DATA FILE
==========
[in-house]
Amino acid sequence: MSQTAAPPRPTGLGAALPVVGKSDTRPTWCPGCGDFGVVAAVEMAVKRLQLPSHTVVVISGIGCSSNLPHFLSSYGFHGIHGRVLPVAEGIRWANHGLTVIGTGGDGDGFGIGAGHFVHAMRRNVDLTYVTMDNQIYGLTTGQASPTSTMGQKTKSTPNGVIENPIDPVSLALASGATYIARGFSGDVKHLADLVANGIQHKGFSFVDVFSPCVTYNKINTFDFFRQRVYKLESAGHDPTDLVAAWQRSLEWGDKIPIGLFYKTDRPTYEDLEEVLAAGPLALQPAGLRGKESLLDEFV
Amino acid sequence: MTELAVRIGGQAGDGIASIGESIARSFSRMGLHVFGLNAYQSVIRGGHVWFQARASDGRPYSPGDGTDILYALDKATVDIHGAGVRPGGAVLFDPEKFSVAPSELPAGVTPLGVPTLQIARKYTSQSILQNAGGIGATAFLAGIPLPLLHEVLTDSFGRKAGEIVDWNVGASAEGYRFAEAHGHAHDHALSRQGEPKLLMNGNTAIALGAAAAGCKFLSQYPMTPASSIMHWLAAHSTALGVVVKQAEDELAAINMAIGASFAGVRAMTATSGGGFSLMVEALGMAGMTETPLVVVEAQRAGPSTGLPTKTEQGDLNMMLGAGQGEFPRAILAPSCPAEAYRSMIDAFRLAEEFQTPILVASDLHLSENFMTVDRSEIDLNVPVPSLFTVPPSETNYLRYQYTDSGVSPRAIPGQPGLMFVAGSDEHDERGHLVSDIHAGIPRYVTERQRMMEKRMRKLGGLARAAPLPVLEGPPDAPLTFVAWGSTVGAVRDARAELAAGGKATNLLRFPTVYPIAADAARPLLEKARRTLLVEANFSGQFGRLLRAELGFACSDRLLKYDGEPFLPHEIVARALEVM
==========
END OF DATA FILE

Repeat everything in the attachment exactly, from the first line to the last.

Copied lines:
[in-house]
Amino acid sequence: MSQTAAPPRPTGLGAALPVVGKSDTRPTWCPGCGDFGVVAAVEMAVKRLQLPSHTVVVISGIGCSSNLPHFLSSYGFHGIHGRVLPVAEGIRWANHGLTVIGTGGDGDGFGIGAGHFVHAMRRNVDLTYVTMDNQIYGLTTGQASPTSTMGQKTKSTPNGVIENPIDPVSLALASGATYIARGFSGDVKHLADLVANGIQHKGFSFVDVFSPCVTYNKINTFDFFRQRVYKLESAGHDPTDLVAAWQRSLEWGDKIPIGLFYKTDRPTYEDLEEVLAAGPLALQPAGLRGKESLLDEFV
Amino acid sequence: MTELAVRIGGQAGDGIASIGESIARSFSRMGLHVFGLNAYQSVIRGGHVWFQARASDGRPYSPGDGTDILYALDKATVDIHGAGVRPGGAVLFDPEKFSVAPSELPAGVTPLGVPTLQIARKYTSQSILQNAGGIGATAFLAGIPLPLLHEVLTDSFGRKAGEIVDWNVGASAEGYRFAEAHGHAHDHALSRQGEPKLLMNGNTAIALGAAAAGCKFLSQYPMTPASSIMHWLAAHSTALGVVVKQAEDELAAINMAIGASFAGVRAMTATSGGGFSLMVEALGMAGMTETPLVVVEAQRAGPSTGLPTKTEQGDLNMMLGAGQGEFPRAILAPSCPAEAYRSMIDAFRLAEEFQTPILVASDLHLSENFMTVDRSEIDLNVPVPSLFTVPPSETNYLRYQYTDSGVSPRAIPGQPGLMFVAGSDEHDERGHLVSDIHAGIPRYVTERQRMMEKRMRKLGGLARAAPLPVLEGPPDAPLTFVAWGSTVGAVRDARAELAAGGKATNLLRFPTVYPIAADAARPLLEKARRTLLVEANFSGQFGRLLRAELGFACSDRLLKYDGEPFLPHEIVARALEVM